A neutrino observatory is a device for detecting neutrinos. Due to the very weak interaction of neutrinos with matter, these devices must be very large to detect a significant number. Such observatories are often built underground, to isolate the detector from cosmic rays and other background radiation.
Many detection methods have been invented. At the Super-Kamiokande, a large volume of water, surrounded by photomultipliers that monitor the Vavilov-Cherenkov effect, which occurs when a neutrino creates an electron or a muon on entering water. The Sudbury Neutrino Observatory is similar, but uses heavy water.
Other detectors use large amounts of chlorine or gallium, in which we look respectively for argon or germanium created during the interaction with neutrinos.
MINOS uses a solid plastic scintillator monitored by phototubes. Borexino uses a liquid scintillator. The future NOνA detector will use a liquid scintillator, monitored by an avalanche photodiode.
Neutrino telescopes are a special category of neutrino observatories used for doing neutrino astronomy. Examples include the DUMAND, Baïkal, NESTOR, NEMO, AMANDA, IceCube, ANTARES experiments and its future successor KM3NeT.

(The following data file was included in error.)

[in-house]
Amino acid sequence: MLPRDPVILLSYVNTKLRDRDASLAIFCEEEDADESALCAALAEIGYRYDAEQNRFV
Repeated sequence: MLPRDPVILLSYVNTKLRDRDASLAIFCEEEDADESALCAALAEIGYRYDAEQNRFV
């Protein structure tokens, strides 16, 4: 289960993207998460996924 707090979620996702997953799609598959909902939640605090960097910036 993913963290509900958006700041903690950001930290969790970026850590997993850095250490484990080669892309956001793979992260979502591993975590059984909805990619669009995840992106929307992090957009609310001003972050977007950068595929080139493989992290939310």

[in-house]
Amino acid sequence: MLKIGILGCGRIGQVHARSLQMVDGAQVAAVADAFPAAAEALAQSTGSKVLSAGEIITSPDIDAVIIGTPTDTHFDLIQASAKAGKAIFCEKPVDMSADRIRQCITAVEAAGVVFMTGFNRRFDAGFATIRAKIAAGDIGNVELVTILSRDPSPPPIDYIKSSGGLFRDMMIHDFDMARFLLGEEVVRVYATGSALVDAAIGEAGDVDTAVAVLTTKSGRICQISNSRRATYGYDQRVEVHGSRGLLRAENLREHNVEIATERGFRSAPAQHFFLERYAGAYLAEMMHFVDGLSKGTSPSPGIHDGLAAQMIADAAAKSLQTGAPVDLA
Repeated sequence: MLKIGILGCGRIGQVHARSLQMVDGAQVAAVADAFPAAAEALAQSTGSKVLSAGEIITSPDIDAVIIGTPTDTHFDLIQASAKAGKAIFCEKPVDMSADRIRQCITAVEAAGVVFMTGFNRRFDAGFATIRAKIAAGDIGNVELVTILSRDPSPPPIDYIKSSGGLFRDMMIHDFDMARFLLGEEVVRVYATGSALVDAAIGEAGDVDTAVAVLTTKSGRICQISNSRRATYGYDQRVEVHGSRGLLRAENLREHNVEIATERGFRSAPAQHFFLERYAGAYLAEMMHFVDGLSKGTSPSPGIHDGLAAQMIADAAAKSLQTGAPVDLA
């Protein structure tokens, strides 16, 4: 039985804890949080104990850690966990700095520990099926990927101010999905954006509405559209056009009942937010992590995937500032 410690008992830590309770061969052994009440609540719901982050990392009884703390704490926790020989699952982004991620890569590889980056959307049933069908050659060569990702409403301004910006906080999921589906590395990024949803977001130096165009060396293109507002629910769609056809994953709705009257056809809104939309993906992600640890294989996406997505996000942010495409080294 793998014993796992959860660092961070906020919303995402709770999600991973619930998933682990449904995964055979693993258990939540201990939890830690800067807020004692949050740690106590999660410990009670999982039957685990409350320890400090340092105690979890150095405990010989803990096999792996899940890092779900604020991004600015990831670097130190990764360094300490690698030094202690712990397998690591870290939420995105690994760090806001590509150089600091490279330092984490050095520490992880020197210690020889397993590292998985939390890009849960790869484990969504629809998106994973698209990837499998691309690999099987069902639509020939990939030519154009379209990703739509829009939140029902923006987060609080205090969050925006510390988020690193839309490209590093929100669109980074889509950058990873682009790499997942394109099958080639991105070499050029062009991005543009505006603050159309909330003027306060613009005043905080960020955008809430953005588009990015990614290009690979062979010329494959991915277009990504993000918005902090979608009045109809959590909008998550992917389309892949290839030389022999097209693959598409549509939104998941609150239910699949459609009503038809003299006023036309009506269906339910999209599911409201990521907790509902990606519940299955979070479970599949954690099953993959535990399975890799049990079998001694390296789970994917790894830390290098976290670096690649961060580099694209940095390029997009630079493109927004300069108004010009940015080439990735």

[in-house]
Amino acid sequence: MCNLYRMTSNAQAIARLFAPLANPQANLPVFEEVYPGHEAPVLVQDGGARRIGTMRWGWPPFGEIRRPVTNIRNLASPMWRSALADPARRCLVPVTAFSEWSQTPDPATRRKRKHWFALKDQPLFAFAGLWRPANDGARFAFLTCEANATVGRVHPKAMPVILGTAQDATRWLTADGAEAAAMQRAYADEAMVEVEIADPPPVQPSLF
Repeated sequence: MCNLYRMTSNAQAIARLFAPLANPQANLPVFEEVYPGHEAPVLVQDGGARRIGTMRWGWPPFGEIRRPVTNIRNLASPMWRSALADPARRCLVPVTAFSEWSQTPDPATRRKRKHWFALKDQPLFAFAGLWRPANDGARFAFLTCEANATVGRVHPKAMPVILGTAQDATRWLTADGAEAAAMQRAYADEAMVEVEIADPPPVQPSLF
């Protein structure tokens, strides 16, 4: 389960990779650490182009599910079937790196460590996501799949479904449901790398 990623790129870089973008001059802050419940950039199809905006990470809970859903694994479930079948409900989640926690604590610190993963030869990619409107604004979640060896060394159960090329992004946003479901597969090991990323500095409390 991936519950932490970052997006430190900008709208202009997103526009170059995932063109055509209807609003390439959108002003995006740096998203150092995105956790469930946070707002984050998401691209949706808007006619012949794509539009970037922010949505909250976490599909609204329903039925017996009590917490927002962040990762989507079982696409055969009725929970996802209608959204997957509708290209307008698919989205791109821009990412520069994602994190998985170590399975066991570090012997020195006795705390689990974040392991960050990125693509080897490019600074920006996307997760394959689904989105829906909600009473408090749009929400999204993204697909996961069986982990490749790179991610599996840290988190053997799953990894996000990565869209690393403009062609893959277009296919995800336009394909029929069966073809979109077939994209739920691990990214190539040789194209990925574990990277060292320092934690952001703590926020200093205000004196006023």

Neutrino observatories sometimes use the Earth to filter out background noise generated by the interaction of cosmic rays with the Earth's atmosphere. Indeed, these interactions generate many muons, some of which are picked up by the detector, even several kilometers underground. This background noise is often much larger than the expected signal for neutrinos.
Notes and references
Ring imaging Cherenkov detector Physics Portal Astronomy Portal